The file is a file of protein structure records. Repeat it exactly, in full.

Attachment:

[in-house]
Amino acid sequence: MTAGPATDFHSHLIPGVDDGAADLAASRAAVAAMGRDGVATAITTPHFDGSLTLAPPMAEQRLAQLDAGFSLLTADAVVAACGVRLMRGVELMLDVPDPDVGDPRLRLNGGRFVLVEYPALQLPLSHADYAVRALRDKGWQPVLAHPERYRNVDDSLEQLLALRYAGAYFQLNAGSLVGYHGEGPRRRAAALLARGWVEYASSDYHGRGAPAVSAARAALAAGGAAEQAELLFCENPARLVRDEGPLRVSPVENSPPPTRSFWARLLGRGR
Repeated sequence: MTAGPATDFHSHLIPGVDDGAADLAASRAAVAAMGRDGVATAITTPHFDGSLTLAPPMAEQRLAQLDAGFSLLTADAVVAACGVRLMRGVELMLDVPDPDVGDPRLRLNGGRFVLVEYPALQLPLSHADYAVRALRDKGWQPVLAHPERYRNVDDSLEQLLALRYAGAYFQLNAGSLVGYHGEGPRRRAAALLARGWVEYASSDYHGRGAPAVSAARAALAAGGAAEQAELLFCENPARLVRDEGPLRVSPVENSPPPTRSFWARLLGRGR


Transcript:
[in-house]
Amino acid sequence: MTAGPATDFHSHLIPGVDDGAADLAASRAAVAAMGRDGVATAITTPHFDGSLTLAPPMAEQRLAQLDAGFSLLTADAVVAACGVRLMRGVELMLDVPDPDVGDPRLRLNGGRFVLVEYPALQLPLSHADYAVRALRDKGWQPVLAHPERYRNVDDSLEQLLALRYAGAYFQLNAGSLVGYHGEGPRRRAAALLARGWVEYASSDYHGRGAPAVSAARAALAAGGAAEQAELLFCENPARLVRDEGPLRVSPVENSPPPTRSFWARLLGRGR
Repeated sequence: MTAGPATDFHSHLIPGVDDGAADLAASRAAVAAMGRDGVATAITTPHFDGSLTLAPPMAEQRLAQLDAGFSLLTADAVVAACGVRLMRGVELMLDVPDPDVGDPRLRLNGGRFVLVEYPALQLPLSHADYAVRALRDKGWQPVLAHPERYRNVDDSLEQLLALRYAGAYFQLNAGSLVGYHGEGPRRRAAALLARGWVEYASSDYHGRGAPAVSAARAALAAGGAAEQAELLFCENPARLVRDEGPLRVSPVENSPPPTRSFWARLLGRGR